Particularism in Bioethics, ProfessionalEthics,andMedicine
Institute for Humanities and Social Sciences Research,
Manchester Metropolitan University
All sessions to be held in Business School G.33 Ground Floor Lecture Theatre 4
Thursday 19 June 2014
9.00 – 9.30 Welcome and Registration
9.30 – 10.45 Ulrik Kilhbom (Uppsala): ‘Doing Particularized Bioethics and the Shape of Context’
10.45 – 11.00 Tea and Coffee
11.00 – 12.00 Steve Edwards (Swansea): ‘Moral Realism in Health Care’
12.00 – 13.00 Per Nortvedt (Oslo, UiO): ‘Particularism, Principlism and Professional Evil Doing’
13.00 – 14.00 Lunch
14.00 – 15.15 Alan Thomas (Tilburg): ‘A Life of Virtue or a Life of Principle?’
15.15 – 16.15 Anne Raustol (Oslo, Diakonhjemmet): ‘Partiality and Impartiality in Nursing’
16.15 – 16.30 Tea and Coffee
16.30 – 17.30 Anna Bergqvist (MMU): ‘Particularism and Person Centred Medicine’
17.30 – 18.15 Roundtable Discussion, featuring invited contributions from Dr Michael Loughlin (MMU Cheshire) and Dr Emma Bullock (KCL) among others.
18.15 Workshop Close
Anna Bergqvist Email: A.Bergqvist@mmu.ac.uk
Book of Abstracts
Ulrik Kilhbom: ‘Doing Particularized Bioethics and the Shape of Context’
Abstract: The aim of this talk is to say something helpful about what particularism can bring to bioethical inquiry with special regard to such research with mixed methodologies, i.e., bioethical research involving both empirical and more normative theoretical work. I will attempt this by considering two ethical cases, one clinical case and one public health case, in light of which different theoretical approaches to bioethics will be discussed. Particularism will be in focus with special concentration on how particularist notions such as shape, salience and silencing can be brought to bear on ethical problems and how particularist thought may influence assumptions behind both the design and the interpretation of empirical studies in bioethics.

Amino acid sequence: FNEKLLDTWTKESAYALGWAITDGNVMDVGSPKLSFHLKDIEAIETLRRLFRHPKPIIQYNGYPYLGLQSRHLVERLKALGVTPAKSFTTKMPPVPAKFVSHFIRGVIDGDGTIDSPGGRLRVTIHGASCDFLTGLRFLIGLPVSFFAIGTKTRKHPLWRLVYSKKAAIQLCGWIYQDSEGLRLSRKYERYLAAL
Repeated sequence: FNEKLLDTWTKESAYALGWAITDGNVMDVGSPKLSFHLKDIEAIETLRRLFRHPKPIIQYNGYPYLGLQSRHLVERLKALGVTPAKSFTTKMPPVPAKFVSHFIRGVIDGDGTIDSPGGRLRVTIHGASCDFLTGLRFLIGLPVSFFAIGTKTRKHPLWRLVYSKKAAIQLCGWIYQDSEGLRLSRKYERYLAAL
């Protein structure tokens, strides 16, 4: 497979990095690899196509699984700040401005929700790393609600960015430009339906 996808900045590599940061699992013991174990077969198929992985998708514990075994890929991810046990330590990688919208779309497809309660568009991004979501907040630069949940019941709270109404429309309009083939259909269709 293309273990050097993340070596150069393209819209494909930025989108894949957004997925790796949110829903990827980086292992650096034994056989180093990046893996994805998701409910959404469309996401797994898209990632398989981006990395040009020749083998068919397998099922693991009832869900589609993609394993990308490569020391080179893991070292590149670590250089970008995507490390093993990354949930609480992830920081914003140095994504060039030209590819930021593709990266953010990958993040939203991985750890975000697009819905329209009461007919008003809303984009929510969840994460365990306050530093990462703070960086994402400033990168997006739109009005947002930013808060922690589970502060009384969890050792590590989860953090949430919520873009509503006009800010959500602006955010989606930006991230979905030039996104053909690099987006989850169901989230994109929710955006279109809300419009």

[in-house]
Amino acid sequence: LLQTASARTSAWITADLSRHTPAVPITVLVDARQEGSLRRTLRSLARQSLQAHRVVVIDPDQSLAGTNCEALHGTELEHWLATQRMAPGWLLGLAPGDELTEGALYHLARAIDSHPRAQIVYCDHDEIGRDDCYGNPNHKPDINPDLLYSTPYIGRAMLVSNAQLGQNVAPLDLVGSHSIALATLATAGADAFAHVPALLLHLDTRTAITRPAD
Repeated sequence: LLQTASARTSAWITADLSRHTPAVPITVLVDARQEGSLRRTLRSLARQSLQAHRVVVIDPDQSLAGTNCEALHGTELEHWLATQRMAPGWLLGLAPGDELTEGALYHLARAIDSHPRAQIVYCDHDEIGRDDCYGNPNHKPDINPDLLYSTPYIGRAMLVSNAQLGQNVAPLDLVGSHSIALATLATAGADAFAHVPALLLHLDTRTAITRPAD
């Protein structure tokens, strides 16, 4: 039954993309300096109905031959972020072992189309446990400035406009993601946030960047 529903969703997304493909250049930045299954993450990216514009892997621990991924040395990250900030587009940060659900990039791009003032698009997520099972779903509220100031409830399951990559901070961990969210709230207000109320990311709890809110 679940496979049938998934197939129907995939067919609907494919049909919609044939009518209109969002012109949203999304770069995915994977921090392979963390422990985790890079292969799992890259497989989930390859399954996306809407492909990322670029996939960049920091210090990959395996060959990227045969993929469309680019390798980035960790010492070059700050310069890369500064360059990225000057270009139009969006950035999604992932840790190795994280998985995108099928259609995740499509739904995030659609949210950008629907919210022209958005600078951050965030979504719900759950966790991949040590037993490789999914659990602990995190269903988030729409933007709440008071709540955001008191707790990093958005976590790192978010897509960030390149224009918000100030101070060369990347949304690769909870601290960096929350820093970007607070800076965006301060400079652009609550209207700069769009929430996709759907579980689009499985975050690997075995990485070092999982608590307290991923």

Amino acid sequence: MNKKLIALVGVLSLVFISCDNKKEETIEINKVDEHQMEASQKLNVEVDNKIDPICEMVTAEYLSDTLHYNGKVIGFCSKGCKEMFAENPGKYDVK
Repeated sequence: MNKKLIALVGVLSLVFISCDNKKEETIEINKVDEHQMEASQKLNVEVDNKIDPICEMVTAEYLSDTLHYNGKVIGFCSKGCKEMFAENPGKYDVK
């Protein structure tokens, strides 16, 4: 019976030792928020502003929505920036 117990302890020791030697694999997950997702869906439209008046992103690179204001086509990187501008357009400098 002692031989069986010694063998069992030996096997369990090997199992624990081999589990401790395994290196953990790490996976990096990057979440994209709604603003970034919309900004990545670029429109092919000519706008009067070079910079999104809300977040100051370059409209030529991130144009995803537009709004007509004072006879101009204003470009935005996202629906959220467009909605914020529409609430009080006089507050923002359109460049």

Steve Edwards (Swansea): ‘Moral Realism in Health Care’